This is a new and freshly published edition of this culturally important work by E. F. (Edward Frederick) Knight, which is now, at last, again available to you.
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Enjoy this classic work today. These selected paragraphs distill the contents and give you a quick look inside The Threatening Eye:
Look inside the book:
A street in Brixton—one of those dreary streets of what the house-agent calls eligible eight-roomed residences, in which all the houses are as like each other as so many peas out of one pod: each two-storied; each looking out on the street through six windows; each with its little flight of stone steps leading up to the front door; each with its garden just six yards square; each with its severe respectability of expression.
...He had, it is true, on two occasions run rather close risks of being scratched off the rolls, and had received many a well-earned rebuke from judge in open Court or Master in Chambers; but this 'gentleman by Act of Parliament,' knew what he was about, and so far had not overreached himself to ruin as do so many of his class, when long impunity has made them careless in their knavery.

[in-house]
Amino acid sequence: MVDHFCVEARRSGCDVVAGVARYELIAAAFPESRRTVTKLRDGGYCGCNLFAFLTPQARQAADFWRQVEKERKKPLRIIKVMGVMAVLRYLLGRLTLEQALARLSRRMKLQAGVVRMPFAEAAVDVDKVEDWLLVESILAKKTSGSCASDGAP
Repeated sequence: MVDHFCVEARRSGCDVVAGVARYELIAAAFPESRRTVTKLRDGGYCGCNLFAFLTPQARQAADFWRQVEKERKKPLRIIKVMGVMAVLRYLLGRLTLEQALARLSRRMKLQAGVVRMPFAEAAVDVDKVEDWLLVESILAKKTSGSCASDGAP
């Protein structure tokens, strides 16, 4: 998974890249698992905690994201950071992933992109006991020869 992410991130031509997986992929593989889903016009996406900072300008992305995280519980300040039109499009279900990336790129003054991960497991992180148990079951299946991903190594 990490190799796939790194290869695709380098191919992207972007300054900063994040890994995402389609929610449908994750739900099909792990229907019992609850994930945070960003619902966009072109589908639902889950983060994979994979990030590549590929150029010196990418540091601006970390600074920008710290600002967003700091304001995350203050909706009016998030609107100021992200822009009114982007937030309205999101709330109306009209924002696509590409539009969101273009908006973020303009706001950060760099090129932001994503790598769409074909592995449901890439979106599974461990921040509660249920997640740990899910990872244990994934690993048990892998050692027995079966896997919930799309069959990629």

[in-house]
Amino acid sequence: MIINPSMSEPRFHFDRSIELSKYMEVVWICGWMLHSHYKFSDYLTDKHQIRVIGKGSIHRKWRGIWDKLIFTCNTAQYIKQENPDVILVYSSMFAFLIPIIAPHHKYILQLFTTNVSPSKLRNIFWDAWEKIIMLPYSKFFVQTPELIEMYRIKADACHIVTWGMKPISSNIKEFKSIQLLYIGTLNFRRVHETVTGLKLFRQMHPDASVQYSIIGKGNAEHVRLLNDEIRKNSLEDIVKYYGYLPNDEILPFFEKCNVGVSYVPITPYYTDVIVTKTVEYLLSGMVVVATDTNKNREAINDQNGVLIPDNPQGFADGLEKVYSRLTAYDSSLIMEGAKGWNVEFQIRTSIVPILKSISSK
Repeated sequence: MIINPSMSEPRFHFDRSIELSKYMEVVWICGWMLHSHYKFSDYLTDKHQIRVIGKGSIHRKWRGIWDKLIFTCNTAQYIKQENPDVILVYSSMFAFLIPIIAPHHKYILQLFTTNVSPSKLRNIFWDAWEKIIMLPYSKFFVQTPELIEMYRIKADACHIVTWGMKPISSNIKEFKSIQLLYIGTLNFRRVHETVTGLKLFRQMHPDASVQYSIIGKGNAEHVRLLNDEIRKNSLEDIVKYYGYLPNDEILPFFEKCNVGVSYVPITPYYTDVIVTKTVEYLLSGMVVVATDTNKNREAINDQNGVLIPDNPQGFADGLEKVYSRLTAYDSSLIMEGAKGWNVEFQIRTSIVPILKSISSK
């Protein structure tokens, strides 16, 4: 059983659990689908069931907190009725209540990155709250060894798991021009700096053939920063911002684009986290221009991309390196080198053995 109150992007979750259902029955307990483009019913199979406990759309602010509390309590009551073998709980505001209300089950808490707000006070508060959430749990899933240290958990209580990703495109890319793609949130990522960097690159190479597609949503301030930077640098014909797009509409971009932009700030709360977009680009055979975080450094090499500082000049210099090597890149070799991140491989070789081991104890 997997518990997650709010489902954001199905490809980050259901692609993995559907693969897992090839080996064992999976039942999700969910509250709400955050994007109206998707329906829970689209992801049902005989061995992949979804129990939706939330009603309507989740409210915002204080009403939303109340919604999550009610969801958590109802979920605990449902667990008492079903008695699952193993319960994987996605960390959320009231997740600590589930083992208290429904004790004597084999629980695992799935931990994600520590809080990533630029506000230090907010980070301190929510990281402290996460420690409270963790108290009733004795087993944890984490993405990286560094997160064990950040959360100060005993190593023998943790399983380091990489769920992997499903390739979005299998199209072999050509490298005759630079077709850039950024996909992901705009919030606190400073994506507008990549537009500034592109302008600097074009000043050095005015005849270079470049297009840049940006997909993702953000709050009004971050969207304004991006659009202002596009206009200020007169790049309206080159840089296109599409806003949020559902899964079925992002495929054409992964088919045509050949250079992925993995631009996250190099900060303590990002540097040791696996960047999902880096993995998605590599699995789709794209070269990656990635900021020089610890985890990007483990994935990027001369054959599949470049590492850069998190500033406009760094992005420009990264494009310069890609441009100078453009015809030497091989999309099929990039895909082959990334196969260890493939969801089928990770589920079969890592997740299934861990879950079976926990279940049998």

...Like many other young barristers of small practice, he was Bohemian in his ways: he frequented taverns, was often an associate of not over-respectable characters, had rather drifted out of the society of ladies, and indeed voted as slow any party at which a fair amount of Bohemian freedom did not prevail.
About E. F. (Edward Frederick) Knight, the Author:
He was an influence on children's author Arthur Ransome who used Knight's book Sailing to teach himself how to sail; and in the Swallows and Amazons series as a resource for his fictional characters, who often refer to Knight on Sailing.
...In 1894 he had visited the new territory of Rhodesia just as Cecil Rhodes was conquering Matabeleland in south-western Rhodesia and his assessment of the country, presented in a series of articles written for The Times, later appeared in book form under the title of Rhodesia of Today.